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Homeownership, good idea/bad idea?

@easymoneyme had a thought provoking list with several negatives of homeownership and a couple of positives. The argument against gained a lot of traction as part of the fallout from the Financial Crisis 14 years ago. We've owned homes since 1993, moving into our current home in 2012.

    1. Yard work

    Depending on where you live, yes, there will be yard work. I grew up mowing the lawn and as a kid I did not like it. Our first home, in Scottsdale, AZ 1993-2001, had a lawn that I mowed and there were some other tasks to it. Having lived on top of a mountain, in an area with a bunch of mountains for the last 20 years, we have different yard work that needs doing. I get a tremendous sense of satisfaction from completing a project.

    This may not resonate with you, it wouldn't resonate with the much younger version of myself either. We don't have constant work like in a neighborhood which might be part of it but most recently I did a lot of fire mitigation type of cleanup as the Crooks Fire threatened us. I probably don't need to do this same work again for at least a couple of years but doing it resulted in us being more protected from a creeping ground fire and I feel fantastic about the steps I took with this project to prevent a potential problem or at least greatly lower the odds of that problem.

    2. Monthly expenses

    Are there negatives with monthly expenses? Of course but our expenses are about to drop dramatically. Our mortgage balance is down to $3900 and will be paid off this summer. We've been here ten years, we got a 15 year mortgage and we made some extra payments early on which will allow us to be mortgage free for hopefully a long time. We were mortgage-free for about 7 years at our old house until we moved to the current one. It was a great time to accumulate more optionality and by optionality I mean more savings to increase our self-sufficiency as well as our optionality.

    Get a 15 year mortgage, you'll be mortgage free pretty early which is great for a bunch reasons I've touched on in other posts.

    3. Updates

    The expectation of always needing to update something or fix something or add convenience is a pretty good one to have, it's going to happen. A few years ago we replaced our roof (easymoney used that specific example in his list) because we had to and in a couple of weeks we are having a dual vent minisplit installed which is more about convenience for us but probably adds value to the house for whenever it comes time to sell. The upside to these is we are improving the thing we own.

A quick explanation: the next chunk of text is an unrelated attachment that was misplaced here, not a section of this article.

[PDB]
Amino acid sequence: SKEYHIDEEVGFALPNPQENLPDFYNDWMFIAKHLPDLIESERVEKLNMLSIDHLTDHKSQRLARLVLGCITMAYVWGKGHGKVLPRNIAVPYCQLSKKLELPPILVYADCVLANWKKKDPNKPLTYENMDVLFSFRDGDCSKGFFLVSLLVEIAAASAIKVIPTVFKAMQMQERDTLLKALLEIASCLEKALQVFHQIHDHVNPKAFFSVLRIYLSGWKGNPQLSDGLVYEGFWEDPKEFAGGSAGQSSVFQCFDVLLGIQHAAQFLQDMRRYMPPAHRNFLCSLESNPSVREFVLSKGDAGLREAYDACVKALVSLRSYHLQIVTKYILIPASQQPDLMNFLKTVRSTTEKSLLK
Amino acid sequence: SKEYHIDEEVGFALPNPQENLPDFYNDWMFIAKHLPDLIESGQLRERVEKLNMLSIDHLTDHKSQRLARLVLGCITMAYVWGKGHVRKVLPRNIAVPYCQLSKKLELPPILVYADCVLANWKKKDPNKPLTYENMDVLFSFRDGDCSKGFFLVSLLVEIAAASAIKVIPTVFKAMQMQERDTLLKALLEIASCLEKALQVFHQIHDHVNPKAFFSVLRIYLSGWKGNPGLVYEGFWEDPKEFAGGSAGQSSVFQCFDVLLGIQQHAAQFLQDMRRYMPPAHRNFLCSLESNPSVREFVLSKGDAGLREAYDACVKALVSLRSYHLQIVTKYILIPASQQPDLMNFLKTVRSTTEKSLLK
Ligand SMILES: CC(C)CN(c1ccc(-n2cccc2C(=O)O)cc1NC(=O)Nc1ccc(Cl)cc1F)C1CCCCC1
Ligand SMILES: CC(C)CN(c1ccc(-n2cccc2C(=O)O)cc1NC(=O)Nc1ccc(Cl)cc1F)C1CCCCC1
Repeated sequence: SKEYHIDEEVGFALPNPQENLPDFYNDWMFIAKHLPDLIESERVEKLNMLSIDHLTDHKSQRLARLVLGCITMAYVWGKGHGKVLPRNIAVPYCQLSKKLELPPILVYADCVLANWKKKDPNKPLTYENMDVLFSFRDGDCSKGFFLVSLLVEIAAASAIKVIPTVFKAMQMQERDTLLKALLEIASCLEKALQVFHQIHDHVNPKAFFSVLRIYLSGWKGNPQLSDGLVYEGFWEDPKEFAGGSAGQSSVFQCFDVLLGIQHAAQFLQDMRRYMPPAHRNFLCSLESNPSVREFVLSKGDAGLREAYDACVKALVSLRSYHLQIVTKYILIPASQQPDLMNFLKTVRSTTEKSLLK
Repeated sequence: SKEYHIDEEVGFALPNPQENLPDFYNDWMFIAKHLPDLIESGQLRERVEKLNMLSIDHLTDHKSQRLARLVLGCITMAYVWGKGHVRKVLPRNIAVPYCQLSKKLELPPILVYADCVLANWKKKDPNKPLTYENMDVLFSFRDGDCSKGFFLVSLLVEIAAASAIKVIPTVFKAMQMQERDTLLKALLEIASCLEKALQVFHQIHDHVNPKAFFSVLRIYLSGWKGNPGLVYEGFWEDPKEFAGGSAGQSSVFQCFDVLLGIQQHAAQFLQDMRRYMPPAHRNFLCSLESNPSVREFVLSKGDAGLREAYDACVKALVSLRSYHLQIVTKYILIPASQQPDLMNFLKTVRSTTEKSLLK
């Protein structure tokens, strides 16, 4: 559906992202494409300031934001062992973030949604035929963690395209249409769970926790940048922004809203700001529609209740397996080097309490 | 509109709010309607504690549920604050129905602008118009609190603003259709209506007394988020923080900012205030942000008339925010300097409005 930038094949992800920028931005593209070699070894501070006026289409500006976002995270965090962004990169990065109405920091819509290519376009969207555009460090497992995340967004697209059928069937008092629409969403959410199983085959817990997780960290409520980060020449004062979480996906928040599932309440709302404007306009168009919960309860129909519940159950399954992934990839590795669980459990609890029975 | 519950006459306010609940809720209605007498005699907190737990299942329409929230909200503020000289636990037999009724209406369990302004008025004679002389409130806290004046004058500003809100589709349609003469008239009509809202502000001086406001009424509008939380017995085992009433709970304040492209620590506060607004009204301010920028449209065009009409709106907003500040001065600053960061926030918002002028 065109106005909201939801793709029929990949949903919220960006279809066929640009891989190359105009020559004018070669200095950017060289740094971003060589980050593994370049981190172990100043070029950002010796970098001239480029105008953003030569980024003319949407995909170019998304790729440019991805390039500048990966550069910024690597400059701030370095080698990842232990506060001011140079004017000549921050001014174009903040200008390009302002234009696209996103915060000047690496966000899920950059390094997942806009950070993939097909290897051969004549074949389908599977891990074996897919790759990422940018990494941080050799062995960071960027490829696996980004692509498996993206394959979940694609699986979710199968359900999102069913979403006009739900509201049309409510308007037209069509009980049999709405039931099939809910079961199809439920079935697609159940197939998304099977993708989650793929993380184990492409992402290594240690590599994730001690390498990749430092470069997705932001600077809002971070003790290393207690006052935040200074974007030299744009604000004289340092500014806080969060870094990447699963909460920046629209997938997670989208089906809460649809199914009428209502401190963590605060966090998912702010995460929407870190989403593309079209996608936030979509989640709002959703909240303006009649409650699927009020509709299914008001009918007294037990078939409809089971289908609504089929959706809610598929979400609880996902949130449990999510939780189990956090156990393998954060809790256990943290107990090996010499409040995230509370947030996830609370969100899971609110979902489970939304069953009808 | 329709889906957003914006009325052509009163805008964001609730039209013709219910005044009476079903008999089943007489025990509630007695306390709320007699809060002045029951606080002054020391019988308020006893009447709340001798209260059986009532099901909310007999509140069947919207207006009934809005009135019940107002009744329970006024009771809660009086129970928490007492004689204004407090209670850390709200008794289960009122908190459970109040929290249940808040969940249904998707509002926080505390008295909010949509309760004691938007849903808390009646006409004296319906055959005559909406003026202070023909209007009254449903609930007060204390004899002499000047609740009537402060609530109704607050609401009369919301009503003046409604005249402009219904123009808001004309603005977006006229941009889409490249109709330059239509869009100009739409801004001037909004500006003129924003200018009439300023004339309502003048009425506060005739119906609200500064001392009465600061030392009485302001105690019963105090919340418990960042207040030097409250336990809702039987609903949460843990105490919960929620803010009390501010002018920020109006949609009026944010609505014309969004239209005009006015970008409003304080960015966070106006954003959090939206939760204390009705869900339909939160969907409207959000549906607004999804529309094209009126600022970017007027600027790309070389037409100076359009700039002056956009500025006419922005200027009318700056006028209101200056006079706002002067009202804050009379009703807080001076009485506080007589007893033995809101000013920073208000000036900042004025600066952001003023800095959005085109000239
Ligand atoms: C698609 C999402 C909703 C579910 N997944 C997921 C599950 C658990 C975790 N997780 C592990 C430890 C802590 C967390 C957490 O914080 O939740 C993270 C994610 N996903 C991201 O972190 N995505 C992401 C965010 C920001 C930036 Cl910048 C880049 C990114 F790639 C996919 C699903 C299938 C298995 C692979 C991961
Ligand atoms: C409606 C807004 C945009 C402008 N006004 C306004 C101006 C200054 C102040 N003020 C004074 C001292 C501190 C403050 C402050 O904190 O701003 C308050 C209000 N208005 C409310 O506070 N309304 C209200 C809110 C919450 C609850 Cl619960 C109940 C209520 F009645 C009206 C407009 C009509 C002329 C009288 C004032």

4. Are you handy

    easymoney concedes he is not handy. I am far from gifted on this front but you will learn a few things by necessity. Fixing something yourself is very satisfying but you also need to know when you're in over your head too.

    5. Taxes and insurance

    Yes, you will pay them. Taxes here are cheap. All in, I think it will be about $250/mo for taxes and insurance combined. Obviously that is very favorable versus rent (once the mortgage is paid off).

    6. Lose flexibility?

    He says you can't just pick up and move. I think the opposite is true actually. Once you buy a house, you have an asset that can generate income. I've written tons of blog posts about alternative retirement ideas. One idea is for people who are little behind on where they should be retirement savings-wise is to go live in another, cheaper country for a few years, keep your paid off house here and rent it out. In the right circumstance, the cash flow from the house could cover all expenses in that foreign country while your portfolio (hopefully) goes up in value and your Social Security benefit also goes up. Then come back from your adventure to your same house of firmer financial footing and with a fantastic life experience under your belt.

    7. Home price crashes

    If you buy high, then you might be vulnerable here, sure. Or maybe not. If you make $10,000/mo and you buy a house you love for $2000/mo how vulnerable are you? The places where prices went down the most 14 years ago, snapped back the fastest. Areas, notably the midwest, that were least vulnerable (went down the least), also recovered but with far less volatility in both directions. If you're buying to flip, then yeah, a crash could certainly blow you up.

    8. Is it an investment?

    There's good debate here. Our first home almost doubled in nominal terms during the eight years we owned it 1993-2001 which lagged the stock market by a little, would have lagged by a lot if we'd sold one year earlier. Our second home almost doubled in value in nominal terms during a lousy decade for stocks so the house outperformed. Our current house has more than doubled in value but we'll see what havoc comes from the current economic event.

    I don't think of a home you live in first and foremost as an investment. It may benefit you like an investment but that's not my priority. If by the time we sell, we're here for 35 years, regardless of whether it does better than the stock market some other asset class, we will have a piece of money that we will realize from that sale that serves as optionality.

    One form of optionality again ties into a slightly undersaved retirement plan. Sell a bigger house that maybe you raised a family in for $500,000 and downsize into something that costs $250,000 or $300,000 and add the leftover cash to retirement funds.
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